How long does a case of wrongful death take from beginning to end?

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How long does a case of wrongful death take from beginning to end?

My cousin died during recovery of a heart attack by contracting an infection that was not treated in time.The ME put the name of the infection as his cause of death. His wife wants to talk with an attorney about the case.

Asked on May 6, 2012 under Malpractice Law, Georgia


SJZ, Member, New York Bar / FreeAdvice Contributing Attorney

Answered 11 years ago | Contributor

There is no simple answer, since how long a case takes depends on a myriad of factors, including:

1) How open and shut it is, and also how much is being sought: when liability is clear and the amoung being sought is not excessive, it is more likely there will be a settlement, which could result in a quicker resolution; and conversely, when liability is more suspect, and/or the amount being sought is so large that the defendant and/or insurer will refuse to pay, it's more likely that the case will have to go at least through trial.

2) How actively does the plaintiff (person suing) try to push matters ahead?

3) How much factual "discovery" is  required--are there lots of witnesses and experts to depose; extenstive test results and other records to go through?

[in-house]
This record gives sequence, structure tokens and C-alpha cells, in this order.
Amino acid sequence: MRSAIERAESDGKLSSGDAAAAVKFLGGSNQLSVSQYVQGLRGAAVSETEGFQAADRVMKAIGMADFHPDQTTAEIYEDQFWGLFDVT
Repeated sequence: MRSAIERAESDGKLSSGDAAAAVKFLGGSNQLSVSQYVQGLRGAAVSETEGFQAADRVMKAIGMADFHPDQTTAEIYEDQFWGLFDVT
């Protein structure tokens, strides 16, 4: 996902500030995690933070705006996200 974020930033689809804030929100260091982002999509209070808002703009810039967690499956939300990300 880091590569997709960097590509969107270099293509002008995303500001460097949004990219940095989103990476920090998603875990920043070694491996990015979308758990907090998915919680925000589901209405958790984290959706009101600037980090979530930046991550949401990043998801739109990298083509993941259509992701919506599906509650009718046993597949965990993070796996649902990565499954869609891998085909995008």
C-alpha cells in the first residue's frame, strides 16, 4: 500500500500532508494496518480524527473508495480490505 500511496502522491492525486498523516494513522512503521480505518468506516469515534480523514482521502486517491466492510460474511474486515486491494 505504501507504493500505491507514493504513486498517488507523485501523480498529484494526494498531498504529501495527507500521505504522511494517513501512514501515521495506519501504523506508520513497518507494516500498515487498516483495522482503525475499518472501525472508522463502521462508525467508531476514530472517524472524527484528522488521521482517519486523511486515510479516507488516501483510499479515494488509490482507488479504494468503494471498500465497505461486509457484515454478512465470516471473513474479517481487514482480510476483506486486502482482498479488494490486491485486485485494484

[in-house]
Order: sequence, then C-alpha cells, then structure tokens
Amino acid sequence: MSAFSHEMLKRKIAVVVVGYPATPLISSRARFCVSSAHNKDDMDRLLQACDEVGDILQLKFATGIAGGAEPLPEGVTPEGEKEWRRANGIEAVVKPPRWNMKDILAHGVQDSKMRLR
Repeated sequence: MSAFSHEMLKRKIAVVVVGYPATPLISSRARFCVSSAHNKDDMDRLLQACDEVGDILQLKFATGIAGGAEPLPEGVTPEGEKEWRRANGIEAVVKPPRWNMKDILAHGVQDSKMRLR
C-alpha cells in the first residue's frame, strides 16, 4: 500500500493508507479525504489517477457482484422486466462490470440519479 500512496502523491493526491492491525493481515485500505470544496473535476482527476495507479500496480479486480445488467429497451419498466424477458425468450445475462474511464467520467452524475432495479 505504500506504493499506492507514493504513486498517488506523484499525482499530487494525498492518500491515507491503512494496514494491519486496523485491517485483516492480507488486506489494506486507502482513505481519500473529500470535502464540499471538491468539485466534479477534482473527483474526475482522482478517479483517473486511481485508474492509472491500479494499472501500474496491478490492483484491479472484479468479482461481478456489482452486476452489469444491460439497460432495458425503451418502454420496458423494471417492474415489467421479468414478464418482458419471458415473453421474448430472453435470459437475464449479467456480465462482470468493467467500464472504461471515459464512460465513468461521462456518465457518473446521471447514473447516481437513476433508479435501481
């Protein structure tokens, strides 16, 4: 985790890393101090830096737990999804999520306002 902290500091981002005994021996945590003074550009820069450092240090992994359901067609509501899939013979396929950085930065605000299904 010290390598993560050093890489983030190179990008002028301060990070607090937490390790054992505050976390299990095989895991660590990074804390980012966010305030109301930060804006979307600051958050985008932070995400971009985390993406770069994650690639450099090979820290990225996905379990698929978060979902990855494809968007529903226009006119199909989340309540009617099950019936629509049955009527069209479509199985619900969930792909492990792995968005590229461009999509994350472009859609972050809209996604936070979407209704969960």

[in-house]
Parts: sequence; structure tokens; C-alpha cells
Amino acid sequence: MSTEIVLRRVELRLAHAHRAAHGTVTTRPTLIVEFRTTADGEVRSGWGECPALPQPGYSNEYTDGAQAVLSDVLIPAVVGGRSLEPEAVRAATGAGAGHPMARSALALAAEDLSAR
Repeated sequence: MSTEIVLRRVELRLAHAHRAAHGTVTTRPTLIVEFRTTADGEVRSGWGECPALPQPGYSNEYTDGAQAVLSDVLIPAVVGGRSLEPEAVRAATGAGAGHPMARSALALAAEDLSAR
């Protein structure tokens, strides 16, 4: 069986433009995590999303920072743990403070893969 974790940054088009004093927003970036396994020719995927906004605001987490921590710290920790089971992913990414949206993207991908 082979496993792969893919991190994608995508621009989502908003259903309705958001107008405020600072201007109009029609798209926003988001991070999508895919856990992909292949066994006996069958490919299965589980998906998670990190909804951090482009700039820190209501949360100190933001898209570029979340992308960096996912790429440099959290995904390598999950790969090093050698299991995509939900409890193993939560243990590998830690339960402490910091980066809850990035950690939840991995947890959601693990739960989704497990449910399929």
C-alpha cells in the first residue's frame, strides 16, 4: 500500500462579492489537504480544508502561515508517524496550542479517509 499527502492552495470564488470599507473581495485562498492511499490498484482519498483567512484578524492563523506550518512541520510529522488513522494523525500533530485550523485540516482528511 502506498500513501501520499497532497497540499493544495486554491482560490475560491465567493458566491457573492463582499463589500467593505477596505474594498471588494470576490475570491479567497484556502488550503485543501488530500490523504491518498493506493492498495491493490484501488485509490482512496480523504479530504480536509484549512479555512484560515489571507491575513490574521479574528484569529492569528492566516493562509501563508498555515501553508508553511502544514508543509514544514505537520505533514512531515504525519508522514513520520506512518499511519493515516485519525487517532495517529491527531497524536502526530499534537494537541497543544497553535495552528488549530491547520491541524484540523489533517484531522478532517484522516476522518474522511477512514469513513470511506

4) How crowded is your local court docket (or calendar)?

5) Does the defendant try to wear the plaintiff down by raising every possible procedural objection?

6) At the end of the case, if the plaintiff wins, does the defendant appeal?

A wrongful death case would almost always, even best case, take several months to settle; but if it goes to trial and then is appealed, it could be, start to finish, 3, 4, 5, or more years.

IMPORTANT NOTICE: The Answer(s) provided above are for general information only. The attorney providing the answer was not serving as the attorney for the person submitting the question or in any attorney-client relationship with such person. Laws may vary from state to state, and sometimes change. Tiny variations in the facts, or a fact not set forth in a question, often can change a legal outcome or an attorney's conclusion. Although has verified the attorney was admitted to practice law in at least one jurisdiction, he or she may not be authorized to practice law in the jurisdiction referred to in the question, nor is he or she necessarily experienced in the area of the law involved. Unlike the information in the Answer(s) above, upon which you should NOT rely, for personal advice you can rely upon we suggest you retain an attorney to represent you.

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